By July 11, 20180 CommentsReport

First female Muslim mayor in England hails from political family in Sri Lanka

The first thing you notice in Kareema Marikar’s personality is her bubbly nature, infectious smile and down-to-earth simplicity. Despite creating history as the first female Muslim mayor in England, she is not yet ready to rest on her laurels, judging by an interview she gave to the BBC recently.

“I am a Marakkala woman from Sri Lanka,” Marikar told Saroj Pathirana of the Sinhala Service of the BBC in the interview conducted in a quaint, leafy British park on a bright Spring day, clad in a white ‘osari’, a traditional sari originated among the nobility in her native area of Kandy about a century ago.

Marikar, who was elected on the Labour Party ticket in north London’s Harrow city in May, hails from a well-known political family in Sri Lanka. She is closely related to the former minister C. A. S. Marikar, who served in the Government led by Sirimavo Bandaranaike, the first elected woman prime minister of the world.

“I come from a liberal family in the ethnically-mixed city of Kandy. I studied at Girl’s High School in Sinhala medium,” said Marikar, who has five brothers and two sisters. One of her elder sisters lives in Canada.

Marikar was born at a time when Sri Lanka knew perfect ethnic harmony, before racial-minded politicians with narrow agendas led the country to the brink of disaster with a terrible war.

“Though a Muslim, my uncle, my father’s elder brother, who was Minister of Posts, Broadcasting and Information, created history by organising the first ever all-night Buddhist ‘pirith’ chanting ceremony over Radio Ceylon in the 60s,” said Marikar.

“Like Kandy, Harrow is ethnically-mixed. Out of 248,000 inhabitants, 20,000 are Gujaratis, more than 8000 are Tamils, in addition to many other nationalities, including a large number of Sinhalese. Ethnic diversity is our strength, and everybody lives in perfect harmony. This is the 21st century, and today it is difficult to live according to old ways. The world is fast-changing and we also have to adapt to changes fast. We have 80 places of worship of various religions in Harrow, and I also serve in the Inter-Faith Council,” says Marikar, who is a trained mental health nurse in Oxfordshire Alsbury. She studied hotel management in Sri Lanka before coming to England, and worked briefly at Queen’s Hotel, Kandy.

She still keeps in touch with her relatives, classmates, teachers, and other friends, who have helped her to lay the foundation to create history in a foreign country. She became emotional when speaking about her late parents, commenting, “How can I forget the country where my parents are buried?”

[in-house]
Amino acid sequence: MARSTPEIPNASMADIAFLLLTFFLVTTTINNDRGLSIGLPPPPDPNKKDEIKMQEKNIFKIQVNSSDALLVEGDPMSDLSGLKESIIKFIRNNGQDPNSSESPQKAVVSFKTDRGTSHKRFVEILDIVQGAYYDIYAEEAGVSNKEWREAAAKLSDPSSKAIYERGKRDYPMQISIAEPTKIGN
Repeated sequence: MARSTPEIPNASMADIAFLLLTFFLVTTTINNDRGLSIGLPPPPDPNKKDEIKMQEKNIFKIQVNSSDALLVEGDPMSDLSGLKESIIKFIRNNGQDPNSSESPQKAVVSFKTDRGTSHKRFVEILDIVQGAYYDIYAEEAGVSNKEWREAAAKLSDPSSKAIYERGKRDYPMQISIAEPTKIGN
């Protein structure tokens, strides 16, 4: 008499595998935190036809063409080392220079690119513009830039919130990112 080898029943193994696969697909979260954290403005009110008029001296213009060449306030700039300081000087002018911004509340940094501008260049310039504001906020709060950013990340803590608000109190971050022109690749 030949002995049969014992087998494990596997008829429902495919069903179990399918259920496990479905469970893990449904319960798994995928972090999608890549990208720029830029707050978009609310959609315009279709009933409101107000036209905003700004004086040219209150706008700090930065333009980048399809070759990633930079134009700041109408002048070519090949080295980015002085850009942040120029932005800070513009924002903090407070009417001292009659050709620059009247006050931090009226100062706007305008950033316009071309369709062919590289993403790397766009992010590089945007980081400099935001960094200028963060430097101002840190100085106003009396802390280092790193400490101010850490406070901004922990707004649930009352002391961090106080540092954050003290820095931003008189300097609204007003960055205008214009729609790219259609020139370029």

During the recent floods in Sri Lanka, she launched a fundraising drive in Harrow to help the victims. A firm believer in women’s greater participation in politics, Marikar says though Sri Lanka has ambitious plans to increase women’s share in the Government up to 25%, still the target falls well below expectations.

In response to a question as to what she thinks is the secret of her success, Marikar, who played hockey as a goal keeper for her school and the Sri Lankan national team, says she thinks it is her smile, patience, and love for racial and ethnic harmony that has helped her to become the city’s mayor. “I manage to smile often, and take care not to react when people are critical of me. On such occasions I lie low, go home and reflect, trying to analyse what makes someone critical of me. That way, I am able to keep minor heartaches at bay, and correct myself.”

A frequent visitor to her native country, she attended a local Government association in the Eastern city of Batticaloa, chaired by chief executive Hemanthi Goonesekara, whom Marikar describes as one of her good contacts in the island. The main discussion at the conference revolved around increasing female representation in the local Government and Parliament, which hovers around 4% today.

Her deep attachment to the culture of her native land was evident when she walked into the Harrow council chamber to take oaths on her first day in office as Mayor, accompanied by Sri Lankan traditional dancers, drummers and conch shell blowers, while the council members and the public watched in rapt attention as history was being made.

According to her Facebook page, she is a regular at all the cultural and religious events in her council area. Several posts show her being welcomed at Buddhist events at numerous temples, and Islamic functions held to mark important religious events like Eid. In one post, she is seen dancing with a South African group opposite late freedom fighter Nelson Mandela’s Soweto home while she was visiting the country.

She has also taken causes close to her heart to national prominence. Marikar is urging Conservative Prime Minister Theresa May, who made cut backs to police services as the Interior Minister, to increase funds and manpower to improve the deteriorating law and order situation in the country.

Judging by her enthusiasm and popularity, the present political office does not look like Mayor Marikar’s last frontier. We wish her all success! (www.newstrails.com)


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